One of the primary considerations when choosing commercial roofers is ensuring they have proper insurance. Many insurance companies are reluctant to cover roofing contractors working on condominiums due to the liability involved.

You need to verify that the contractors you are considering are adequately insured to work on condos. Without this insurance, if something goes wrong, you have no recourse. It’s akin to having a car accident without insurance; you’re left vulnerable and unprotected.

The Right Materials

Another vital aspect is the quality of installation and materials. Finding a company that excels in both areas is crucial. Sometimes, spending a bit more upfront can lead to significant long-term savings. For example, if three commercial roofing experts bid on a project and one is 10% more expensive than the others but does a superior job, this could be a wise investment. If their work extends the roof’s lifespan from 20 to 30 years, that 10% premium is justified since it provides 50% more service life.

Contractor Certifications and Qualifications

In California, you can easily verify if a commercial roofer is licensed by searching the Contractor State License Board’s website. They have a feature where you can input the contractor’s business name or number to confirm their license. Do not make the mistake of overlooking this step.

Beyond licensing, there are various accreditations commercial roofing contractors can hold, including the National Roofing Contractors Association, the Western States Roofing Contractors Association, and the Southern California Roofing Contractors Association. These trade bodies allow contractors to collaborate, share best practices, and improve business operations.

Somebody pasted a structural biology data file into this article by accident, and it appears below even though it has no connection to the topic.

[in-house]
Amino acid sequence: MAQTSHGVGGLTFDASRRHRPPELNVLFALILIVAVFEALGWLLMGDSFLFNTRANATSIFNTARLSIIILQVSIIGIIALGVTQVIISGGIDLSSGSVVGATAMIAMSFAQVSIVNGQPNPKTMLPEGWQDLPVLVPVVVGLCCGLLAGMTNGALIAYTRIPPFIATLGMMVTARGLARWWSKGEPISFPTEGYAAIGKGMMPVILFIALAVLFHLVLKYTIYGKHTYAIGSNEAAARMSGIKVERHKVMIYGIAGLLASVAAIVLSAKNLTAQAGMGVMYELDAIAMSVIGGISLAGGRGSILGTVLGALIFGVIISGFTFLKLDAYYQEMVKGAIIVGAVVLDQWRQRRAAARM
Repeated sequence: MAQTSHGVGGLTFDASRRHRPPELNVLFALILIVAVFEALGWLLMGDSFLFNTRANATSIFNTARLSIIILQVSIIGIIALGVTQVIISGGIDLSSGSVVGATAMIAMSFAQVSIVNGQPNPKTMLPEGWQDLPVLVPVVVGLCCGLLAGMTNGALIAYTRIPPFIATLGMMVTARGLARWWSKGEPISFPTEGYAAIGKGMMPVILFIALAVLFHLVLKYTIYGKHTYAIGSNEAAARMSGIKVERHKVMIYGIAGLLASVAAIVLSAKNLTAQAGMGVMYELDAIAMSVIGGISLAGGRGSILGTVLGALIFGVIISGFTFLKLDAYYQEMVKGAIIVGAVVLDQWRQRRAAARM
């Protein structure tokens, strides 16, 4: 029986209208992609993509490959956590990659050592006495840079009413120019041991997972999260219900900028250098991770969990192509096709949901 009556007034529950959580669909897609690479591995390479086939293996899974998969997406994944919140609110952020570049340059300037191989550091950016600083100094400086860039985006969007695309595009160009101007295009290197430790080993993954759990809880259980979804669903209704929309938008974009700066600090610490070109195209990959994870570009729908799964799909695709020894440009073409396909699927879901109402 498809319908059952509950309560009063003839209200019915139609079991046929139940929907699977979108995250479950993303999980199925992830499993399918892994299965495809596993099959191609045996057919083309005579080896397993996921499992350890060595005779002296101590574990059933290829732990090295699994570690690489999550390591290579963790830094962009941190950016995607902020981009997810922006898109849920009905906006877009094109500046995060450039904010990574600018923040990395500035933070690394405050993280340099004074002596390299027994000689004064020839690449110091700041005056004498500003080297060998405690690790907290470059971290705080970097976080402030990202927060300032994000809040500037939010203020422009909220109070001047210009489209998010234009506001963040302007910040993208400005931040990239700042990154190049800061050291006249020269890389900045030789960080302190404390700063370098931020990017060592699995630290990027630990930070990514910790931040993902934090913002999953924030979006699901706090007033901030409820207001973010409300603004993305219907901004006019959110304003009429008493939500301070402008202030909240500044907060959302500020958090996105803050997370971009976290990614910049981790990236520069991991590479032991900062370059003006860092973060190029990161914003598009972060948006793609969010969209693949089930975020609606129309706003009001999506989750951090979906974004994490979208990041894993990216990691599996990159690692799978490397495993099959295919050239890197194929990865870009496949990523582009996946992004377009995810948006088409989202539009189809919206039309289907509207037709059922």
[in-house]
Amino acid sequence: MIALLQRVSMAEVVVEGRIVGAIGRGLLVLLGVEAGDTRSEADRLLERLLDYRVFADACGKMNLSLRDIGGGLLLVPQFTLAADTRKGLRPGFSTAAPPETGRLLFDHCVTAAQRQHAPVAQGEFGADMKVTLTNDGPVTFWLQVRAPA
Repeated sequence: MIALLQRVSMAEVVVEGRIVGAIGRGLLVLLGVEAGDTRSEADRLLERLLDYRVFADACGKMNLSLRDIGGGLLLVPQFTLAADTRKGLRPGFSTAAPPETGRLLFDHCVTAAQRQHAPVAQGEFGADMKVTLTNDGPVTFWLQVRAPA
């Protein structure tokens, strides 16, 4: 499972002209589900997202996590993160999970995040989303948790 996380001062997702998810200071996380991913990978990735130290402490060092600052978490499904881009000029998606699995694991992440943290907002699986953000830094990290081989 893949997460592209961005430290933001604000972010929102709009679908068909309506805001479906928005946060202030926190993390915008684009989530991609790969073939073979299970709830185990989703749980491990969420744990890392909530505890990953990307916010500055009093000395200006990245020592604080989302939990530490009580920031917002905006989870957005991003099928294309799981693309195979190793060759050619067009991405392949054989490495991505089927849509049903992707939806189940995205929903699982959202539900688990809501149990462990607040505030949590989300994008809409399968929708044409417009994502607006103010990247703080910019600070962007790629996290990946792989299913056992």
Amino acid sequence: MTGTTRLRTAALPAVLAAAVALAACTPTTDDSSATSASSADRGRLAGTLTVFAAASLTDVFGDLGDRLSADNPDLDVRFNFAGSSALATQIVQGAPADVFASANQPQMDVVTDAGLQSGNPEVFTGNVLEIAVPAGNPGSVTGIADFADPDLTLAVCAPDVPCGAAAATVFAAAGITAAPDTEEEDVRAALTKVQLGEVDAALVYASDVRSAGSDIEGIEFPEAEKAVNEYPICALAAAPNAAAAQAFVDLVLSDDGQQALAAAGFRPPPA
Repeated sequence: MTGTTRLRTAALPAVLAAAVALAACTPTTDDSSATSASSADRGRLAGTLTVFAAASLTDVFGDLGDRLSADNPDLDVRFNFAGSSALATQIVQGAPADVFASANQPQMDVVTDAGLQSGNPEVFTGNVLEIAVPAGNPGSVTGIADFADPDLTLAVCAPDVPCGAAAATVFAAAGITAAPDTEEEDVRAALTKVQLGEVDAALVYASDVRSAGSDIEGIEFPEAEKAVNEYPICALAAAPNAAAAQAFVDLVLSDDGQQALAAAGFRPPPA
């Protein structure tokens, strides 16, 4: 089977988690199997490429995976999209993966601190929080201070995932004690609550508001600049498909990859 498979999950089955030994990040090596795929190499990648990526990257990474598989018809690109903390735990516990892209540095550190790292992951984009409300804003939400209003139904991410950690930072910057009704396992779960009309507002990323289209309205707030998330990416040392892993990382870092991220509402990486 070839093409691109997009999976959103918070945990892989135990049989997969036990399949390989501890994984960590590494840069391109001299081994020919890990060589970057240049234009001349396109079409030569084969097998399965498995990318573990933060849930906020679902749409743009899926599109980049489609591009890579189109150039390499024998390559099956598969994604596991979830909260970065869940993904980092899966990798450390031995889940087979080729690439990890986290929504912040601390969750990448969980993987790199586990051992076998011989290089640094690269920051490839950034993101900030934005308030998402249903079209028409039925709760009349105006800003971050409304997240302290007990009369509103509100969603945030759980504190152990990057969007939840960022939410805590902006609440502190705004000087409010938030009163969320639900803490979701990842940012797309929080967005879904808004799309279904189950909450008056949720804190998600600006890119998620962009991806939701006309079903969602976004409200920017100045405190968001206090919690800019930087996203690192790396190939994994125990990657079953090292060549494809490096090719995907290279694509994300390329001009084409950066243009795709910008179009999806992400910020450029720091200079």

Additionally, when you receive a bid for a re-roof project, there’s often a manufacturer warranty involved. Manufacturers like Johns Manville, GAF, or Owens Corning are large, reputable companies. Even if a commercial roofing service goes out of business, these manufacturers will still honor the warranty. Commercial roofers must meet specific requirements to be authorized or approved to install their products.

Risks with Unreliable Roofers

It’s never fun when we get pulled into a mess caused by a substandard roofer, but it does happen. Usually, it’s a project we initially bid on but didn’t win, often because our price was higher. The client chose another contractor based on cost, overlooking the qualitative aspects we discussed earlier.

The scenario typically unfolds like this: the roof is completed, then the client (whether an HOA or a commercial entity) pays the contractor, thinking they have a new, reliable roof. Then it rains, and problems arise. The client calls the contractor back multiple times, but eventually, the contractor becomes non-responsive or disappears altogether. At this point, the client is left scrambling for answers and often reaches out to us for help.